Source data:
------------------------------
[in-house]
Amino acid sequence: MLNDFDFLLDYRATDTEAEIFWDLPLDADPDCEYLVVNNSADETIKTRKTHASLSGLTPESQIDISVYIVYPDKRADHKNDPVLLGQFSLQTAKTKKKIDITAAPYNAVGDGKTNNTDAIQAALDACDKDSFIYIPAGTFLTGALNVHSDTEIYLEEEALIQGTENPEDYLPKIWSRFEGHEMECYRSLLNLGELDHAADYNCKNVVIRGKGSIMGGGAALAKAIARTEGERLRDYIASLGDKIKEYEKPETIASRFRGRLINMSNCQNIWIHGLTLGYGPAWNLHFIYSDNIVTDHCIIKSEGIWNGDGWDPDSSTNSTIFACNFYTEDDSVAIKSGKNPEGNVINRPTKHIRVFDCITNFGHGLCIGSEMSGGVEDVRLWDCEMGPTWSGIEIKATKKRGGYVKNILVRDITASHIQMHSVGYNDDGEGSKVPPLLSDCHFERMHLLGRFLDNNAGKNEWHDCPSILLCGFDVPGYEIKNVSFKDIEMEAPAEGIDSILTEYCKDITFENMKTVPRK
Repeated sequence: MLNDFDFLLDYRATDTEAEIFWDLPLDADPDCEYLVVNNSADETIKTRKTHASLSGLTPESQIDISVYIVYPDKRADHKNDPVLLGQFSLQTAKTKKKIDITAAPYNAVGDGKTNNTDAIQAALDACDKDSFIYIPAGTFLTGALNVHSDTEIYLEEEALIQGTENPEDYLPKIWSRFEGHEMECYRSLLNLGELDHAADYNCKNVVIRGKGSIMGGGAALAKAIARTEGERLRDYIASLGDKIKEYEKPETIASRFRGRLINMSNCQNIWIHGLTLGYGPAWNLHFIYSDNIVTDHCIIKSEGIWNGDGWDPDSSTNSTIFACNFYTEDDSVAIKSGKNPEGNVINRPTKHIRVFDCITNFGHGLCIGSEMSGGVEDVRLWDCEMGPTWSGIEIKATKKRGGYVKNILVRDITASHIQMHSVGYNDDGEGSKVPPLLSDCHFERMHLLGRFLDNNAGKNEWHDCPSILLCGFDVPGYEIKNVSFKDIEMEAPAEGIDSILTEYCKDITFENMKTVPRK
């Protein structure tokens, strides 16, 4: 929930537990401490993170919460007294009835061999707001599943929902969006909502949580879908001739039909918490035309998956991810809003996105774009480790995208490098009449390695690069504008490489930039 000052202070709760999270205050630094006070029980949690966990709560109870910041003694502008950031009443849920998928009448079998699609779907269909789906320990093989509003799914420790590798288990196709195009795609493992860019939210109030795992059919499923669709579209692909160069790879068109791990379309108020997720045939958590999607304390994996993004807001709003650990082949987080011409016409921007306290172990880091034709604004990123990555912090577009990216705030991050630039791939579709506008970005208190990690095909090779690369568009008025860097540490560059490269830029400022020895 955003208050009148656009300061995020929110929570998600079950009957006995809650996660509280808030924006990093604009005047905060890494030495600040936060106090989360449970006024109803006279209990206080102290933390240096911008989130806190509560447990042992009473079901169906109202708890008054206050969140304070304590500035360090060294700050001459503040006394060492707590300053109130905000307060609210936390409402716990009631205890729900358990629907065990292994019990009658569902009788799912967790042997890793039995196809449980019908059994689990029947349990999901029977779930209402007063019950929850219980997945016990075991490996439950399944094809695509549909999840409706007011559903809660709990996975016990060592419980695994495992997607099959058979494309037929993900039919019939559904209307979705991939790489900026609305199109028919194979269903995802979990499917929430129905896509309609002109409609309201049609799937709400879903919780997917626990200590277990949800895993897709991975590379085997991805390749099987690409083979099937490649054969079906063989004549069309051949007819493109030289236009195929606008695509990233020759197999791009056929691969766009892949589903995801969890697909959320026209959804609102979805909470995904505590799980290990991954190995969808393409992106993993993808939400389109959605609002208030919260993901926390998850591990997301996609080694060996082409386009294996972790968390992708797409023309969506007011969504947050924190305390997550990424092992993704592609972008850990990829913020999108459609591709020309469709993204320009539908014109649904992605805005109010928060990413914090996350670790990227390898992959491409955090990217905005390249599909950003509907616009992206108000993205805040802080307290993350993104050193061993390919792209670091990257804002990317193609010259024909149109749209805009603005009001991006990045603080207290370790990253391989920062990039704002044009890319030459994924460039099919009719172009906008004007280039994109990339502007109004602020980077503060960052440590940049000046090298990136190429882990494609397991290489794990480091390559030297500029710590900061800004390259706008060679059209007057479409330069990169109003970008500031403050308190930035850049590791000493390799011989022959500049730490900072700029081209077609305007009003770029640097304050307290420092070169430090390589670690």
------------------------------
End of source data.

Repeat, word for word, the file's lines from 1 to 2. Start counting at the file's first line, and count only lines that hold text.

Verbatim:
[in-house]
Amino acid sequence: MLNDFDFLLDYRATDTEAEIFWDLPLDADPDCEYLVVNNSADETIKTRKTHASLSGLTPESQIDISVYIVYPDKRADHKNDPVLLGQFSLQTAKTKKKIDITAAPYNAVGDGKTNNTDAIQAALDACDKDSFIYIPAGTFLTGALNVHSDTEIYLEEEALIQGTENPEDYLPKIWSRFEGHEMECYRSLLNLGELDHAADYNCKNVVIRGKGSIMGGGAALAKAIARTEGERLRDYIASLGDKIKEYEKPETIASRFRGRLINMSNCQNIWIHGLTLGYGPAWNLHFIYSDNIVTDHCIIKSEGIWNGDGWDPDSSTNSTIFACNFYTEDDSVAIKSGKNPEGNVINRPTKHIRVFDCITNFGHGLCIGSEMSGGVEDVRLWDCEMGPTWSGIEIKATKKRGGYVKNILVRDITASHIQMHSVGYNDDGEGSKVPPLLSDCHFERMHLLGRFLDNNAGKNEWHDCPSILLCGFDVPGYEIKNVSFKDIEMEAPAEGIDSILTEYCKDITFENMKTVPRK